After that, would normally come rookie camps, organized team activities and minicamps in short order, but like last season, it appears most of that will either not take place or take place virtually.

Through the 2020 season, 262 NFL Players and 460 team personnel tested positive for COVID-19, even with enhanced health and safety protocols that included holding many meetings virtually and closing the facilities on non-essential days.

The Pittsburgh Steelers moved their training camp to Heinz Field in 2020 due to health and safety rules that would have prevented fans from attending if held as typically at St. Vincent College near Latrobe, Pennsylvania.


Steelers president Art Rooney II has stated his desire to return to Latrobe for 2021. It’s not clear if the team would do that if they once again had to abide by pandemic-related health and safety protocols.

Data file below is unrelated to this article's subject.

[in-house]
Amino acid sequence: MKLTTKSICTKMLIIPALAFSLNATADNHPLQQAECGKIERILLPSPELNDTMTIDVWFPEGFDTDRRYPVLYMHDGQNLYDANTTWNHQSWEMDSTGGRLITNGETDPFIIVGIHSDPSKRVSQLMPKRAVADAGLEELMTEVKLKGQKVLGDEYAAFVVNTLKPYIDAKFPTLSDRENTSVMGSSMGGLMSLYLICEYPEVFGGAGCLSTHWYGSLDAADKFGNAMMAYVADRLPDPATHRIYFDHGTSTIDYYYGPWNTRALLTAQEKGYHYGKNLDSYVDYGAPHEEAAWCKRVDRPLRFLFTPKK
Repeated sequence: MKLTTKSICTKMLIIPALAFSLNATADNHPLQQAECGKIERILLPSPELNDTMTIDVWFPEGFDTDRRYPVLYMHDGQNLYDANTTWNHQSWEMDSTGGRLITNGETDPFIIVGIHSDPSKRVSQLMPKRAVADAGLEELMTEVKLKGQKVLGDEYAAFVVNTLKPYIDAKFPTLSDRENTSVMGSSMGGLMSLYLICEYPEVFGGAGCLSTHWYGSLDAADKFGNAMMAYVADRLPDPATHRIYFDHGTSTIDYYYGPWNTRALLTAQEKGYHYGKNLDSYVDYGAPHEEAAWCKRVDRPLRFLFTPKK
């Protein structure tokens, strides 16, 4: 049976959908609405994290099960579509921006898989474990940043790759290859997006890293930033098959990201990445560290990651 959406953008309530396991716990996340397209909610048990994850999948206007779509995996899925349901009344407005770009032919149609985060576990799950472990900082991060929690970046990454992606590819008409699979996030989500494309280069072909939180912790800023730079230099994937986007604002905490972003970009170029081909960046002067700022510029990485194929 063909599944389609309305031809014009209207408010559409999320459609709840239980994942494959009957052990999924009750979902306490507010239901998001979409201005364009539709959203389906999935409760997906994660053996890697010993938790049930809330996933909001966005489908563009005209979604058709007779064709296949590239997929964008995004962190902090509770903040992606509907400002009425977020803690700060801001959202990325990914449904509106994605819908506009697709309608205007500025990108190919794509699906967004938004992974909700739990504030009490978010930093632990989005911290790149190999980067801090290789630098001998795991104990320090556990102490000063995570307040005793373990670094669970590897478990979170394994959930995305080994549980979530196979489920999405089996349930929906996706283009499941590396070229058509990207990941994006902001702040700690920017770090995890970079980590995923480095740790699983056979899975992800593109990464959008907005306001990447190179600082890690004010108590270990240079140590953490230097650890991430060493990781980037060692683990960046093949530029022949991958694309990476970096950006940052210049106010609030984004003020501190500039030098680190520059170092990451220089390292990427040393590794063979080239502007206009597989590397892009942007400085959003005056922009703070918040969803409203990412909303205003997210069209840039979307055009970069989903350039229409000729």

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Philip Rivers Retires; Steelers’ Ben Roethlisberger Last of 2004 QB Class

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Indianapolis Colts quarterback Philip Rivers announced his retirement from the NFL on Wednesday, leaving Ben Roethlisberger as the last player standing from the legendary 2004 quarterback draft class.

Rivers, 39, spent 16 seasons with the Chargers before joining Indianapolis for the 2020 season. He finishes his career with 63,440 yards, which had been third amongst active players and fifth overall in NFL history. Rivers threw for 421 touchdowns and 209 interceptions.